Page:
At the Clipper Round the World Yacht Race, the gusty, fast and wet conditions are continuing to prove extra challenging for crew, requiring everyone to exercise extreme safety cautions. Many skippers continue to praise crew on their bravery and perseverance in the rough weather.
Race 4 day 4 - Extra challenging for crew,
Vicky Ellis, skipper of Switzerland, explained the conditions crew have been facing: 'In gales, the wind whistles through the rig, in storms it screams, but this wind howled a roar that sent a chill right through you. The wind alone physically shifted crew off their seat on the deck so they have been using double clips to anchor themselves in place. ‘It’s just like summer in Scotland,’ I told the crew cheerfully.'
Following yesterday’s reported injuries, Derry~Londonderry~Doire has made the decision to divert to Port Elizabeth (expected to arrive 2200 local time) to transfer round the world crew member, Michelle Porter as a precautionary measure. Mission Performance has now resumed racing following the successful transfer of their injured crew member, David Griffin.
Commenting on the tough start to Race four, Clipper Race Director Justin Taylor said: 'This leg has historically been a tough one for the Clipper Round the World Race. As the yachts plunge down into the Southern Ocean and the Roaring Forties they will begin to experience the full force of nature. Races one, two and three are the best training ground to prepare the crews for Race 4 but of course, in addition to this is the comprehensive training that each of the crew undergoes before they set off. This, coupled with the focus that the Clipper Race and its highly experienced skippers have for safety, helps to reduce the incidence of crew injuries but alas these are inevitable.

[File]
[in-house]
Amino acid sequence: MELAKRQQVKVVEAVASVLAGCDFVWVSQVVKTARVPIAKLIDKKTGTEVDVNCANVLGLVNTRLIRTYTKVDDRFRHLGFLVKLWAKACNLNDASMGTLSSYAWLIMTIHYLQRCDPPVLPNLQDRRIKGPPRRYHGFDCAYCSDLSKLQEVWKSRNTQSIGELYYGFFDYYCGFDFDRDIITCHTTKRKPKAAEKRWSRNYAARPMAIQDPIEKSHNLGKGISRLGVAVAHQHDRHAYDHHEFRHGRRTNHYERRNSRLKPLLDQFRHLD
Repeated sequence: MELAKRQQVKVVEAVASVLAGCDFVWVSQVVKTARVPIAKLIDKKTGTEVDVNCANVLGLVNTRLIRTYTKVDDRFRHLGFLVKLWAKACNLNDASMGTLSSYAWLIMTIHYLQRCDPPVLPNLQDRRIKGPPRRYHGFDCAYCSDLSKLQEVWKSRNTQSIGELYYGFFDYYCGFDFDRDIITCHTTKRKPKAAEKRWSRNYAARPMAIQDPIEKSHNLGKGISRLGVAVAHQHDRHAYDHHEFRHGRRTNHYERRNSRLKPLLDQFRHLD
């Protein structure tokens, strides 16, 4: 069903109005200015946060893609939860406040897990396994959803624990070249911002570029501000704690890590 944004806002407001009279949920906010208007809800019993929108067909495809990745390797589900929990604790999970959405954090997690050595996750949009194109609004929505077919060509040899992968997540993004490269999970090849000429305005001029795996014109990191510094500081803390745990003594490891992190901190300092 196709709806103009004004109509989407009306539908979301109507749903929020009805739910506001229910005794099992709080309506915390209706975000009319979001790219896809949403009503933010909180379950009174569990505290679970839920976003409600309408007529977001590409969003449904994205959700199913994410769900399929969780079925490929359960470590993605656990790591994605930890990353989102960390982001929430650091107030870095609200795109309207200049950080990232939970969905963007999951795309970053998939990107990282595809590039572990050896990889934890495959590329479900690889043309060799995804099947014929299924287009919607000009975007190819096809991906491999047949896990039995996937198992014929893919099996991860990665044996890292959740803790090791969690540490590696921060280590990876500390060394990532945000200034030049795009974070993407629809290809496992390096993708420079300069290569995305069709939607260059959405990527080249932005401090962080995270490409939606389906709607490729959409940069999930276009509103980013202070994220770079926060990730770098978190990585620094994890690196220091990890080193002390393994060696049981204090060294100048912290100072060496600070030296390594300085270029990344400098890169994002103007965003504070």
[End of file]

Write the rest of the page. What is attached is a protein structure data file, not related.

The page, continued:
It would only be the naive to think that we could eliminate all the risk of sailing in the harshest of environments. In fact it is because we can’t that crew elect to go down into the Southern Ocean in the first place. To quote Hilaire Belloc, 'There, sailing the sea, we play every part of life; control, direction, effort, fate; and there we can test ourselves and know our state.'
At 1100 UTC, the current race standings see Qingdao leading the fleet (3871 miles to finish) with Henri Lloyd in second place (3957.3) and OneDLL (3990.3) third